Kim Hill, the director of sustainability and economic development strategies for the Center for Automotive Research (CAR) in Ann Arbor, Mich., says some of the suppliers who stayed in business got to the point where they were able to hold their own or even make money at a lower sales volume. “And that is playing out right in front of us now,” he says. “Some companies appear like they could certainly use a new production facility, but they are adding a third shift or getting their workers to work creative hours instead.”

Suppliers who couldn’t hold their own either failed, merged with other companies or just shut down, Hill says. According to a CAR report, closed automotive facilities were found in 28 states, and 65 percent were concentrated in Indiana, Michigan and Ohio.

The CAR report also found that 267 of the 447 auto making manufacturing plants that were in operation as of 1979 are now closed. Of those, 128 have been at least partially repurposed or are in the process of being repurposed. Some are still dedicated to manufacturing but others became schools, health centers or residential developments. “One of the take-away lessons for communities with these available properties that used to be plants was that you certainly want to try to remain on good terms with the folks who own that land,” Hill says.

Some of the former plants are now brownfield sites that just need an investor to come along and start building very quickly, he says.

As the auto industry regroups and transitions it is focused more on the next big thing than ever before, with groups of chemists and engineers beginning the collaborative process of achieving goals for next generation auto manufacturing — better mileage, sustainable fuels and a newer, lighter weight, cleaner car — mass produced and priced for mass marketing targets.

To that end is the Coalition of Automotive Lightweighting Materials (CALM), launched by CAR to support efforts by auto manufacturers to aggressively down-weight vehicles with the goals of improving performance, fuel economy and safety.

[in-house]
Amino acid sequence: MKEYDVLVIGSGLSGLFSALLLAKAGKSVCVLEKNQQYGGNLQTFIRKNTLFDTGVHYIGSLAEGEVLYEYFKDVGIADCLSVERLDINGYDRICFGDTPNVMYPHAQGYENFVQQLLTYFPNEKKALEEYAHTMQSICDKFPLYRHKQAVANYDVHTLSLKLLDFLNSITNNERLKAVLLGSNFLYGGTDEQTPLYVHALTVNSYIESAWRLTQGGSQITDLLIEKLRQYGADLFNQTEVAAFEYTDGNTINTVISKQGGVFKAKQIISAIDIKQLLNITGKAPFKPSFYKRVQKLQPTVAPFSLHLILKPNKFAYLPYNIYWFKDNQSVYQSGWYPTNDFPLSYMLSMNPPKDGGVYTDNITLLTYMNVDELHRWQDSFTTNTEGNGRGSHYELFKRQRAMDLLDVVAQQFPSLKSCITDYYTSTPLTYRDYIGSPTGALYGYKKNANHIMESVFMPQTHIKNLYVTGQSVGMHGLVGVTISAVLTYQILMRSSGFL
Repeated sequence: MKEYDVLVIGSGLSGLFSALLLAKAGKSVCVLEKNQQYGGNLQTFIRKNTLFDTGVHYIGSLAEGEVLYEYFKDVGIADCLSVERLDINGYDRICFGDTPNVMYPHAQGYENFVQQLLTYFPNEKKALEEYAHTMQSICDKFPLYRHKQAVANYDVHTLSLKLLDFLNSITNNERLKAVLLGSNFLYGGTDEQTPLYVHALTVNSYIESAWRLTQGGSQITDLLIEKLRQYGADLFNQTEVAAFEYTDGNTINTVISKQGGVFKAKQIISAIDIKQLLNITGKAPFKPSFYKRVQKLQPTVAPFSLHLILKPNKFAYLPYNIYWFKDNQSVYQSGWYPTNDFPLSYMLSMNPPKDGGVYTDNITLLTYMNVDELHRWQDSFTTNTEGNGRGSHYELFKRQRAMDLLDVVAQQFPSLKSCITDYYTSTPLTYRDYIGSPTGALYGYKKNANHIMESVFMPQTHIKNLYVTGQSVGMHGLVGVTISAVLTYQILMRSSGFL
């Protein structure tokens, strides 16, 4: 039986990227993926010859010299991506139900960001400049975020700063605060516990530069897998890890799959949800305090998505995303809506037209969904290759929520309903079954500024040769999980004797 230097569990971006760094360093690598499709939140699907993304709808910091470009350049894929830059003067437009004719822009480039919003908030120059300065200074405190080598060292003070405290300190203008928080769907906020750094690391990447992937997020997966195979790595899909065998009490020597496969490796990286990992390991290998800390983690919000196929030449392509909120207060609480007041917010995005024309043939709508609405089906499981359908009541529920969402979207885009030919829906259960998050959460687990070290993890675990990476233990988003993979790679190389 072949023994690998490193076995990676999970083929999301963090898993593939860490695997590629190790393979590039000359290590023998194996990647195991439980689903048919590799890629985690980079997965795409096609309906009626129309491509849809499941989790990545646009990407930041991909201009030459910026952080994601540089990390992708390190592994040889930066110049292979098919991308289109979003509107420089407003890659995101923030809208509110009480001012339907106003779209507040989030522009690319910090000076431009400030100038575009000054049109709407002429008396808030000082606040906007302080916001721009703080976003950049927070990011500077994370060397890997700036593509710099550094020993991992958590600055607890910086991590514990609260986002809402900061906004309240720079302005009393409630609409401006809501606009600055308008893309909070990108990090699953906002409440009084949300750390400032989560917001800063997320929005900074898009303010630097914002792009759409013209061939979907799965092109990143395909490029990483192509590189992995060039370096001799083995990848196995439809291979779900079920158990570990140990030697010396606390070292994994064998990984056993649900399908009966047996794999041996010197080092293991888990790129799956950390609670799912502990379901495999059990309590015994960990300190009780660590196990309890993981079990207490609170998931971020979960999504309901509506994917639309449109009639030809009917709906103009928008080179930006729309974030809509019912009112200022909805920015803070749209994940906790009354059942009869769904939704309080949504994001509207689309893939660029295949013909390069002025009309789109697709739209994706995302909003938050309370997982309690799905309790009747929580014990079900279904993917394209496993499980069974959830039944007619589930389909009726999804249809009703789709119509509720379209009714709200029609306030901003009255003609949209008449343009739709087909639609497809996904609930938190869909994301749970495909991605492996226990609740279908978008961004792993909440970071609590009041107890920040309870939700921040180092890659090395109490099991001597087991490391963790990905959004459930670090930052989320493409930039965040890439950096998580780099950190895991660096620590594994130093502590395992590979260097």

CALM has claimed the mission of being the first organization to bring together the strengths and knowledge bases of the metals industry and the plastics industry with technology providers in design and fabrication with mixed-material solutions to reduce vehicle mass.

The CALM partnership includes such stakeholders as 3M, Altair, BASF, EWI, Material Sciences Corp., PPG Industries and others, all focusing on the future of car design and the materials used to build them.

Dr. Jay Baron, president and CEO of CAR, who leads the manufacturing engineering and technology group, says there are two major technologies that have been identified for achieving high levels of fuel economy: electrification and lightweighting.

Electrification is getting attention with hybrids and electric vehicles, Baron says. But the technical community is abuzz about lightweighting — trying to figure out how to get lightweight materials in to a vehicle. “One of the interesting things is that the complexity of the vehicle’s materials is increasing because of the mix of materials that is now available,” he says. “But you can’t put steel and aluminum touching each other or it will corrode. And how do you join plastic and steel or even aluminum and steel? You can’t just use spot welding.”

Then there is the issue of big industry pushback. With composites and aluminum now playing a bigger role in the manufacturing of new cars, the steel industry has stepped up their game. “Their biggest bargaining position is trying to develop high-strength steel,” Baron says. “But that costs more.” Added to that is the difficult process of forming high-strength steel.

After all is said and done, the biggest unknown is the economic opportunities that using — or trying to use — these new materials present. “There are a lot of new plastics and composites, but they are still used in specific areas of the car — the door panel, or the armrest, for example,” Baron says. “They have never claimed any one specific part of the car where they dominate.”

Times have been tough on one of the country’s legacy industries. But little by little, opportunities are forming that are led, as always in this industry, by technological advances. Now the challenge will shift to getting a skittish market to invest in the big picture of what’s next on the road to a revived economic prosperity — and the automotive manufacturing industry’s role in it.

David Hodes is a business freelance writer for several business publications. He is based in Arlington, Va., and can be reached by e-mailing dhodes11@gmail.com.

For complete details about the organizations featured in this article, visit:

Brookings Institution


Center for Automotive Research


Coalition for Lightweighting Materials


Great Lakes Economic Initiative


Missouri Department of Economic Development


South Carolina Department of Commerce


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About the author: David Hodes

David Hodes is a freelance writer living in Washington, D.C. He can be reached at dhodes11@gmail.com.